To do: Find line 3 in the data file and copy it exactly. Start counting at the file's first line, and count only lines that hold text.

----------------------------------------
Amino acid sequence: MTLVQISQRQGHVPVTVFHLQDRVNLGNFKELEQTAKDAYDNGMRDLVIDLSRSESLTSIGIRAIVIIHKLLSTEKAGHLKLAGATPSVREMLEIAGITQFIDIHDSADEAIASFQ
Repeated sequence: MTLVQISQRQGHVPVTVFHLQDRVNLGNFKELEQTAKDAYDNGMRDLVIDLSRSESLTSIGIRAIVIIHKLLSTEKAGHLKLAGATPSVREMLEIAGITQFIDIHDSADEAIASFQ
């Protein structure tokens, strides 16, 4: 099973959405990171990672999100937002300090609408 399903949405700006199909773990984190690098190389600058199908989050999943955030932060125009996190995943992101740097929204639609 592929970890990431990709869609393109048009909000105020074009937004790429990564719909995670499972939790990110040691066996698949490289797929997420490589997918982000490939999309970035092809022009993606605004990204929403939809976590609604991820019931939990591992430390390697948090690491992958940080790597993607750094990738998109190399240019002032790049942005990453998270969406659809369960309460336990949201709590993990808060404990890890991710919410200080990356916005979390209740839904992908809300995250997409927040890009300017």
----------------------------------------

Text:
């Protein structure tokens, strides 16, 4: 099973959405990171990672999100937002300090609408 399903949405700006199909773990984190690098190389600058199908989050999943955030932060125009996190995943992101740097929204639609 592929970890990431990709869609393109048009909000105020074009937004790429990564719909995670499972939790990110040691066996698949490289797929997420490589997918982000490939999309970035092809022009993606605004990204929403939809976590609604991820019931939990591992430390390697948090690491992958940080790597993607750094990738998109190399240019002032790049942005990453998270969406659809369960309460336990949201709590993990808060404990890890991710919410200080990356916005979390209740839904992908809300995250997409927040890009300017």